The structural basis of RNA-catalyzed RNA polymerization
Author(s)Shechner, David M; Bartel, David; Shechner, David M.
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Early life presumably required polymerase ribozymes capable of replicating RNA. Known polymerase ribozymes best approximating such replicases use as their catalytic engine an RNA-ligase ribozyme originally selected from random RNA sequences. Here we report 3.15-Å crystal structures of this ligase trapped in catalytically viable preligation states, with the 3′-hydroxyl nucleophile positioned for in-line attack on the 5′-triphosphate. Guided by metal- and solvent-mediated interactions, the 5′-triphosphate hooks into the major groove of the adjoining RNA duplex in an unanticipated conformation. Two phosphates and the nucleophile jointly coordinate an active-site metal ion. Atomic mutagenesis experiments demonstrate that active-site nucleobase and hydroxyl groups also participate directly in catalysis, collectively playing a role that in proteinaceous polymerases is performed by a second metal ion. Thus artificial ribozymes can use complex catalytic strategies that differ markedly from those of analogous biological enzymes.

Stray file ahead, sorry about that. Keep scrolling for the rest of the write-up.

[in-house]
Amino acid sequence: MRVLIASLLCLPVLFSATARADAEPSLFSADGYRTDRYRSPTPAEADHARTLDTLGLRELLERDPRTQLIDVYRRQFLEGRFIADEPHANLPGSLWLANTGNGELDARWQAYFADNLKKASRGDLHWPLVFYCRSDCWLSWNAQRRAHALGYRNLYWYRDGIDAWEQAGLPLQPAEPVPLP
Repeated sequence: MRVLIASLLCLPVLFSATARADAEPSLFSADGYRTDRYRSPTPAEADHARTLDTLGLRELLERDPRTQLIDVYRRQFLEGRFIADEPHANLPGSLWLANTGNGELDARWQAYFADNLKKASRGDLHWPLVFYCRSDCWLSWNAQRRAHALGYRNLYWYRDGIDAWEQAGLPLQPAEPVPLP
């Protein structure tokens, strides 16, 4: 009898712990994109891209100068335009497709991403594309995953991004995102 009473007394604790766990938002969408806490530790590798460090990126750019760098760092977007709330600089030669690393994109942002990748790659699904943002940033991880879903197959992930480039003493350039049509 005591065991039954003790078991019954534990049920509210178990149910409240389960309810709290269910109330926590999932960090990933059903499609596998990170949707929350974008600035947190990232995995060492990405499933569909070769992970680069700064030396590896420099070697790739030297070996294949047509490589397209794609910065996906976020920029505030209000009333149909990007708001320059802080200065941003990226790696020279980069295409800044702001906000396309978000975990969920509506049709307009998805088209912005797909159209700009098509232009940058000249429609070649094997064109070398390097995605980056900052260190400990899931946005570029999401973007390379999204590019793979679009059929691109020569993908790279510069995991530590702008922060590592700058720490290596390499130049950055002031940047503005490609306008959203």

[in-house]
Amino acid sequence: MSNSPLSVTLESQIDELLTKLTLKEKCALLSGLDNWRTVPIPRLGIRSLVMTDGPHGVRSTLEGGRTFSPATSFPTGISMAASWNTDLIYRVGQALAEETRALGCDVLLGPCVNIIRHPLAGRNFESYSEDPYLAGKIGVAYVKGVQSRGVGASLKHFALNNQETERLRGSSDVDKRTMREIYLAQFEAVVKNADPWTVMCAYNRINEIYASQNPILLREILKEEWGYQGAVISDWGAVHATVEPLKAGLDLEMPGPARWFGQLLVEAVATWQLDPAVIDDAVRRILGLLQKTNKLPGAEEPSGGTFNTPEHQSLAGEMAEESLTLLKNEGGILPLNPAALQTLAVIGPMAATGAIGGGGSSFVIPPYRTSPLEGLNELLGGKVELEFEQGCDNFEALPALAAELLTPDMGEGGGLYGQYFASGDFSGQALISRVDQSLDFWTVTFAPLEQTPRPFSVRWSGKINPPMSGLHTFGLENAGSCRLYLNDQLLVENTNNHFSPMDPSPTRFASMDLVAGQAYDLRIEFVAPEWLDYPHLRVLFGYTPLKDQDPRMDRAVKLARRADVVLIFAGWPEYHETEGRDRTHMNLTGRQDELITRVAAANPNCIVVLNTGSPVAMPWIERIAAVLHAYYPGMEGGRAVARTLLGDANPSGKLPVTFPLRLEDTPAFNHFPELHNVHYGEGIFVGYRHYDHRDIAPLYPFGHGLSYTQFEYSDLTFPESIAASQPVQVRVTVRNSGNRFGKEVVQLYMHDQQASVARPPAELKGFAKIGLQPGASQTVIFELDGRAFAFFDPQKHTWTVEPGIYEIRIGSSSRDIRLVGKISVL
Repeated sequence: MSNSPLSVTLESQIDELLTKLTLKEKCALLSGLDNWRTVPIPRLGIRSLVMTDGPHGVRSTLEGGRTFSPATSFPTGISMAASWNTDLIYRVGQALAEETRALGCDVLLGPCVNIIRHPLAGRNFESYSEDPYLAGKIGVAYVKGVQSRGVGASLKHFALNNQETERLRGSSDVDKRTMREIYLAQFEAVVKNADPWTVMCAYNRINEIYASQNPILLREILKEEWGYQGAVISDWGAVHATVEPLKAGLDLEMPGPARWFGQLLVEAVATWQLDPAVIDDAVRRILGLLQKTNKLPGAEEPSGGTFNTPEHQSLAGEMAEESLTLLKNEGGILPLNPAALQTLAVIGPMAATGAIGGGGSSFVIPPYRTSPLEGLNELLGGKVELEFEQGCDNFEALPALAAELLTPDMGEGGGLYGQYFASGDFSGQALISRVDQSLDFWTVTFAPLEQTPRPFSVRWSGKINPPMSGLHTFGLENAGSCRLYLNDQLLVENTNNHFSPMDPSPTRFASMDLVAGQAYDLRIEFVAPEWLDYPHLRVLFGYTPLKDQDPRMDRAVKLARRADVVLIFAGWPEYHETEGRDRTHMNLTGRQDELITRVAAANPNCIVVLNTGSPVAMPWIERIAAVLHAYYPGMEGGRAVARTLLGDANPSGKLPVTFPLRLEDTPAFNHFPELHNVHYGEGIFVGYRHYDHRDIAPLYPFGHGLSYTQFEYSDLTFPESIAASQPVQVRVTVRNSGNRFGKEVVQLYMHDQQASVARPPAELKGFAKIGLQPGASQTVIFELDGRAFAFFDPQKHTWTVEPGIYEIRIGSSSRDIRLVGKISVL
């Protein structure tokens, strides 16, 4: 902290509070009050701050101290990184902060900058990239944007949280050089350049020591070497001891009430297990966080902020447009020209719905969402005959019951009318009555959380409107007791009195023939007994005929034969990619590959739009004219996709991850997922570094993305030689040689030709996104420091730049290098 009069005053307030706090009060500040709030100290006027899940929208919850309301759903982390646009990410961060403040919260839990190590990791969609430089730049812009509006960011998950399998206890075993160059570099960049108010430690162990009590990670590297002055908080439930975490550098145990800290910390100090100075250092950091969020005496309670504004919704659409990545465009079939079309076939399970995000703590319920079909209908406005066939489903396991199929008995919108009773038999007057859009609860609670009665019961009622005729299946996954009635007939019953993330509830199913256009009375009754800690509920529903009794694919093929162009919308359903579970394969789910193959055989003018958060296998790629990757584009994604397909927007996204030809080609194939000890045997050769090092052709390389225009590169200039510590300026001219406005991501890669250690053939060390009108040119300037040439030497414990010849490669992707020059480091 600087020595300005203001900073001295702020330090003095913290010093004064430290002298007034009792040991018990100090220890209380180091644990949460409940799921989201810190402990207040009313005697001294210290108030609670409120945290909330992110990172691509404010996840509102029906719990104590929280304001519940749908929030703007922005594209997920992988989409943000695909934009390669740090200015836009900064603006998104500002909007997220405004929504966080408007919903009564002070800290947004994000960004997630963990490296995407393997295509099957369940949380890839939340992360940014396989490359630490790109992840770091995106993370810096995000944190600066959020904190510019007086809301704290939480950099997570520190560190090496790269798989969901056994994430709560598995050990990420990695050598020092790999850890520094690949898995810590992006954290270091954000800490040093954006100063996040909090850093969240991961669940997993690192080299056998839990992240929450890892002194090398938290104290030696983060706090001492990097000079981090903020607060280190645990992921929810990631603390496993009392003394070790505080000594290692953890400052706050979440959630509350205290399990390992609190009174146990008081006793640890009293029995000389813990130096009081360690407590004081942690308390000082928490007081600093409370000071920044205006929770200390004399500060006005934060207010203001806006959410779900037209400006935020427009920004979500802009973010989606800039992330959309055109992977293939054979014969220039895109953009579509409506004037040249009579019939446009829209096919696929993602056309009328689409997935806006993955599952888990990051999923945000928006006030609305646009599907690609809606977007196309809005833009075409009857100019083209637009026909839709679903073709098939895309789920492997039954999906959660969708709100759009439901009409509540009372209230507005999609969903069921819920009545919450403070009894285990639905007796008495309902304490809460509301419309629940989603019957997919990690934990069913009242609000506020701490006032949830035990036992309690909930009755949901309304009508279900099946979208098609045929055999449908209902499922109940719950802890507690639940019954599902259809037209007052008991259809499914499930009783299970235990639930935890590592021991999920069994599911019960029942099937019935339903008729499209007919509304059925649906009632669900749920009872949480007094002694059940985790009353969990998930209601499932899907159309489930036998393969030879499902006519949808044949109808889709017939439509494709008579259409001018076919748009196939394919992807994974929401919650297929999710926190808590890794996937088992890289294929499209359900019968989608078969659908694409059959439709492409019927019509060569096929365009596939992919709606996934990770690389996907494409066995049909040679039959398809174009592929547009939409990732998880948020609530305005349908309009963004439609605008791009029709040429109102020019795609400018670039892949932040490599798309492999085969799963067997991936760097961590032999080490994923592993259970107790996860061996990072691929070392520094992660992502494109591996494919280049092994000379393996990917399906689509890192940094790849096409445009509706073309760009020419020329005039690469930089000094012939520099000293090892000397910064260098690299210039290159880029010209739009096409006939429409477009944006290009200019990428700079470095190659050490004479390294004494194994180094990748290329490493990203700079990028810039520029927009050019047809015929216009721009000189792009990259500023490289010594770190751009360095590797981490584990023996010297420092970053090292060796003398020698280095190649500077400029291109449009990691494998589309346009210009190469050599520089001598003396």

DepartmentMassachusetts Institute of Technology. Department of Biology; Whitehead Institute for Biomedical Research
Nature Structural & Molecular Biology
Shechner, David M, and David P Bartel. “The structural basis of RNA-catalyzed RNA polymerization.” Nature Structural & Molecular Biology 18, no. 9 (August 21, 2011): 1036-1042.
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